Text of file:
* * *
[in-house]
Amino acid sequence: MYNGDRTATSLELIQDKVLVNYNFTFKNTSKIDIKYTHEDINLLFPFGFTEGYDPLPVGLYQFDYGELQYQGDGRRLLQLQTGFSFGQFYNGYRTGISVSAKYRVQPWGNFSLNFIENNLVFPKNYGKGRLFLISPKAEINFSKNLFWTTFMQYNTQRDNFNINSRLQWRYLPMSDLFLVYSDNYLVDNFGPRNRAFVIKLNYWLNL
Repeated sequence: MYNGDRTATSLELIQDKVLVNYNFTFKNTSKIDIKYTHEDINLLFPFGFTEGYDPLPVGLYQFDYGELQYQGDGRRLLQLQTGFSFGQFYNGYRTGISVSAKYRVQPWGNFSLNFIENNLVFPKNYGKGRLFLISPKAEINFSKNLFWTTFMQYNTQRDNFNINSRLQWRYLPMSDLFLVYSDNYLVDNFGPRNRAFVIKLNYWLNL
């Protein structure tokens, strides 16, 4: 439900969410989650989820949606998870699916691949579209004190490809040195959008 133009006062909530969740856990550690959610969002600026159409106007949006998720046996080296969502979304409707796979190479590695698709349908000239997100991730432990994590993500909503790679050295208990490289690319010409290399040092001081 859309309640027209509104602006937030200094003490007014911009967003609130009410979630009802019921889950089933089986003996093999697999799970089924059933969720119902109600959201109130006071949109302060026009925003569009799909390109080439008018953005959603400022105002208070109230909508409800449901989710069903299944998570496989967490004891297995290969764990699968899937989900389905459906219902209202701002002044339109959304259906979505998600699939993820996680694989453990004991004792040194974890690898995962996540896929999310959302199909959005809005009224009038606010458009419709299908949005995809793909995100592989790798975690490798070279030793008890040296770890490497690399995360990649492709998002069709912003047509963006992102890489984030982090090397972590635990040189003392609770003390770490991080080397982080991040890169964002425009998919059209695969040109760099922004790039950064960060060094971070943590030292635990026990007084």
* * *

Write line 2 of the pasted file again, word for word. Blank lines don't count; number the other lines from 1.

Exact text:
Amino acid sequence: MYNGDRTATSLELIQDKVLVNYNFTFKNTSKIDIKYTHEDINLLFPFGFTEGYDPLPVGLYQFDYGELQYQGDGRRLLQLQTGFSFGQFYNGYRTGISVSAKYRVQPWGNFSLNFIENNLVFPKNYGKGRLFLISPKAEINFSKNLFWTTFMQYNTQRDNFNINSRLQWRYLPMSDLFLVYSDNYLVDNFGPRNRAFVIKLNYWLNL